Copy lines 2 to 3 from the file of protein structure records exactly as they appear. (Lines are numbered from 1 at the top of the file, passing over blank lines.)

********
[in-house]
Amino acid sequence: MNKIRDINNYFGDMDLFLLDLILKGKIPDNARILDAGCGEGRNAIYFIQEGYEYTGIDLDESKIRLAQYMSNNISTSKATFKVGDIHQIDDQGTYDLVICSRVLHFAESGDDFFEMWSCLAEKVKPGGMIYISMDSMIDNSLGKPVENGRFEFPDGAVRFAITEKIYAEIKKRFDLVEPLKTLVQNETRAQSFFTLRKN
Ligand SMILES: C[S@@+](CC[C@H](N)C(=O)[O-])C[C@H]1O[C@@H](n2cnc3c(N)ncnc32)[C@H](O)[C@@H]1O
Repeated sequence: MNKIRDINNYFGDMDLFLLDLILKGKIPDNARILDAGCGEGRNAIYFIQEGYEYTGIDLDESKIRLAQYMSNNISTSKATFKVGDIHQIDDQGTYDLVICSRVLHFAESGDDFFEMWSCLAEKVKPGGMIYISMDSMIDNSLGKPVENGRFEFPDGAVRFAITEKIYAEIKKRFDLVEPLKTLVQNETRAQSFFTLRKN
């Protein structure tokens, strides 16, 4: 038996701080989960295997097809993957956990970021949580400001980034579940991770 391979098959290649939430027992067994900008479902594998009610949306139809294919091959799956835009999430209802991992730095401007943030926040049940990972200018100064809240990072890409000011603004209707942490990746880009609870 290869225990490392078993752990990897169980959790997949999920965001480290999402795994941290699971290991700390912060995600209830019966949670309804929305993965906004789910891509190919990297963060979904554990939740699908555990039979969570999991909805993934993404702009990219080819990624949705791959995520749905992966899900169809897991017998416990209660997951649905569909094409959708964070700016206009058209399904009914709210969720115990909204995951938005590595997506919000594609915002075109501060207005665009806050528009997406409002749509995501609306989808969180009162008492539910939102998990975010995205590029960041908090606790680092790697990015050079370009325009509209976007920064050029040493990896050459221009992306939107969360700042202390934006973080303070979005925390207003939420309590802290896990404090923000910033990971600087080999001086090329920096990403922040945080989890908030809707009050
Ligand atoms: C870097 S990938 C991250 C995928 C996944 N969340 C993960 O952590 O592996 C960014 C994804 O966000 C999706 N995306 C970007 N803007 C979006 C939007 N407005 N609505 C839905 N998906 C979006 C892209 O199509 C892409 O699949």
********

Amino acid sequence: MNKIRDINNYFGDMDLFLLDLILKGKIPDNARILDAGCGEGRNAIYFIQEGYEYTGIDLDESKIRLAQYMSNNISTSKATFKVGDIHQIDDQGTYDLVICSRVLHFAESGDDFFEMWSCLAEKVKPGGMIYISMDSMIDNSLGKPVENGRFEFPDGAVRFAITEKIYAEIKKRFDLVEPLKTLVQNETRAQSFFTLRKN
Ligand SMILES: C[S@@+](CC[C@H](N)C(=O)[O-])C[C@H]1O[C@@H](n2cnc3c(N)ncnc32)[C@H](O)[C@@H]1O